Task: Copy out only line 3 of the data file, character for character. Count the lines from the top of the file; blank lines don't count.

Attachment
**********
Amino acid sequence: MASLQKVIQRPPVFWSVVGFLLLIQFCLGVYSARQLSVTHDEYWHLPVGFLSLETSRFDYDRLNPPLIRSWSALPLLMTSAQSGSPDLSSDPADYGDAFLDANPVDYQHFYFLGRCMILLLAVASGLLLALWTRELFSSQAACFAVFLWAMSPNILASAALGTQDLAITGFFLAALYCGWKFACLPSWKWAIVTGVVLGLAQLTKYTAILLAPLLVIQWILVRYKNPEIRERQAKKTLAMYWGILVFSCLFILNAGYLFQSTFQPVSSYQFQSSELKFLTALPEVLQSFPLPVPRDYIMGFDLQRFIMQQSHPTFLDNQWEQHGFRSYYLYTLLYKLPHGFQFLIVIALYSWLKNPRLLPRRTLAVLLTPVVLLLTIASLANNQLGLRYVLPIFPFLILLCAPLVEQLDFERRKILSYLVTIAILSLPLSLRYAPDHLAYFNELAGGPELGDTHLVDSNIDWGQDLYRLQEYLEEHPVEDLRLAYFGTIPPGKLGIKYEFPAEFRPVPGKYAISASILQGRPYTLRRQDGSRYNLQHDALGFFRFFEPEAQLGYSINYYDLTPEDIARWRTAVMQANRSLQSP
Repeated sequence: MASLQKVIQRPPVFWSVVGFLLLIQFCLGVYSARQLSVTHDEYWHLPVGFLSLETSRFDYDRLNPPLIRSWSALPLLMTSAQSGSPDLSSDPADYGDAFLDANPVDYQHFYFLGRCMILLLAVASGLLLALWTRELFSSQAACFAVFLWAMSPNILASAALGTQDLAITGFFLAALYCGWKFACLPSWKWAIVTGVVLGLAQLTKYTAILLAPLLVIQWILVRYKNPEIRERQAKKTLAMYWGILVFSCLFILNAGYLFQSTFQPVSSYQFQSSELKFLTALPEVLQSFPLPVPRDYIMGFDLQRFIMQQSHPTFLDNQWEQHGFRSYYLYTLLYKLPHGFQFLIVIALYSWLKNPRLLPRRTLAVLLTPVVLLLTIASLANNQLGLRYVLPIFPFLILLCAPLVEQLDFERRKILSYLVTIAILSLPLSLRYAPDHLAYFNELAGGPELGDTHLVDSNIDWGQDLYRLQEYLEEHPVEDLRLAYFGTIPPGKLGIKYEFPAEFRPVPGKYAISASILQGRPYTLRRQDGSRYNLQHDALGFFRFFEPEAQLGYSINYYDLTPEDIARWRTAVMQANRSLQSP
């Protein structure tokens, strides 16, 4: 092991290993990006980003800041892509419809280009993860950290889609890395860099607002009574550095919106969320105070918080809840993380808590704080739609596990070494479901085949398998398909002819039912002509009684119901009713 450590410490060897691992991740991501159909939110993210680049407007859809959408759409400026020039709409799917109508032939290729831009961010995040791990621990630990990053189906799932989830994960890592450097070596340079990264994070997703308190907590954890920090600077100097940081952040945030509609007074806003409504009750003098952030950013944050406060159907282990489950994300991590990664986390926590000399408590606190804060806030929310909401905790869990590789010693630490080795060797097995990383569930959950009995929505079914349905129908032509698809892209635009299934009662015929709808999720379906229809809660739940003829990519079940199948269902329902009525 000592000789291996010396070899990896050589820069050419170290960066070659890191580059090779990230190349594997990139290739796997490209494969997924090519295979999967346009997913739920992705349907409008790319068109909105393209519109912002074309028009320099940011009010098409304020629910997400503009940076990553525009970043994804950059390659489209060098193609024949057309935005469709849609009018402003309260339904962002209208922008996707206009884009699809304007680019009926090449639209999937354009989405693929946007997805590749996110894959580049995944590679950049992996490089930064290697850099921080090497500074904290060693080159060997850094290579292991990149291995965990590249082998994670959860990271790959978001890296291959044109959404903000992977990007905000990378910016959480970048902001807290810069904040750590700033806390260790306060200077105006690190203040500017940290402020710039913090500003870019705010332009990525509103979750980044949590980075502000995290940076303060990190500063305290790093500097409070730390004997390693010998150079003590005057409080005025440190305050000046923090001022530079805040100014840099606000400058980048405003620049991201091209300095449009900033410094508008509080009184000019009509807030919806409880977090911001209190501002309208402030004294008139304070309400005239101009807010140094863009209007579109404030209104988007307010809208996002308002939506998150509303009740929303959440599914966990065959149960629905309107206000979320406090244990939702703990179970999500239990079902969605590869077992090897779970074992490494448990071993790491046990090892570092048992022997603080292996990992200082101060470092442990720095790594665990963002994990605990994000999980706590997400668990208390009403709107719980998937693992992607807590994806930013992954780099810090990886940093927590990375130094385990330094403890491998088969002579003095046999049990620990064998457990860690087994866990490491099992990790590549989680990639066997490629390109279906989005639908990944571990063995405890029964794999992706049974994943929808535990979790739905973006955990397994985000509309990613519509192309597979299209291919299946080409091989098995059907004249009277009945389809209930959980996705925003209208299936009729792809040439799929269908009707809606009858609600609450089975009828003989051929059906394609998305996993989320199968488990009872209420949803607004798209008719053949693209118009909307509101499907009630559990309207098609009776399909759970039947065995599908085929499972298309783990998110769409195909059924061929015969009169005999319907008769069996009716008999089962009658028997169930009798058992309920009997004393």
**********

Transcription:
């Protein structure tokens, strides 16, 4: 092991290993990006980003800041892509419809280009993860950290889609890395860099607002009574550095919106969320105070918080809840993380808590704080739609596990070494479901085949398998398909002819039912002509009684119901009713 450590410490060897691992991740991501159909939110993210680049407007859809959408759409400026020039709409799917109508032939290729831009961010995040791990621990630990990053189906799932989830994960890592450097070596340079990264994070997703308190907590954890920090600077100097940081952040945030509609007074806003409504009750003098952030950013944050406060159907282990489950994300991590990664986390926590000399408590606190804060806030929310909401905790869990590789010693630490080795060797097995990383569930959950009995929505079914349905129908032509698809892209635009299934009662015929709808999720379906229809809660739940003829990519079940199948269902329902009525 000592000789291996010396070899990896050589820069050419170290960066070659890191580059090779990230190349594997990139290739796997490209494969997924090519295979999967346009997913739920992705349907409008790319068109909105393209519109912002074309028009320099940011009010098409304020629910997400503009940076990553525009970043994804950059390659489209060098193609024949057309935005469709849609009018402003309260339904962002209208922008996707206009884009699809304007680019009926090449639209999937354009989405693929946007997805590749996110894959580049995944590679950049992996490089930064290697850099921080090497500074904290060693080159060997850094290579292991990149291995965990590249082998994670959860990271790959978001890296291959044109959404903000992977990007905000990378910016959480970048902001807290810069904040750590700033806390260790306060200077105006690190203040500017940290402020710039913090500003870019705010332009990525509103979750980044949590980075502000995290940076303060990190500063305290790093500097409070730390004997390693010998150079003590005057409080005025440190305050000046923090001022530079805040100014840099606000400058980048405003620049991201091209300095449009900033410094508008509080009184000019009509807030919806409880977090911001209190501002309208402030004294008139304070309400005239101009807010140094863009209007579109404030209104988007307010809208996002308002939506998150509303009740929303959440599914966990065959149960629905309107206000979320406090244990939702703990179970999500239990079902969605590869077992090897779970074992490494448990071993790491046990090892570092048992022997603080292996990992200082101060470092442990720095790594665990963002994990605990994000999980706590997400668990208390009403709107719980998937693992992607807590994806930013992954780099810090990886940093927590990375130094385990330094403890491998088969002579003095046999049990620990064998457990860690087994866990490491099992990790590549989680990639066997490629390109279906989005639908990944571990063995405890029964794999992706049974994943929808535990979790739905973006955990397994985000509309990613519509192309597979299209291919299946080409091989098995059907004249009277009945389809209930959980996705925003209208299936009729792809040439799929269908009707809606009858609600609450089975009828003989051929059906394609998305996993989320199968488990009872209420949803607004798209008719053949693209118009909307509101499907009630559990309207098609009776399909759970039947065995599908085929499972298309783990998110769409195909059924061929015969009169005999319907008769069996009716008999089962009658028997169930009798058992309920009997004393």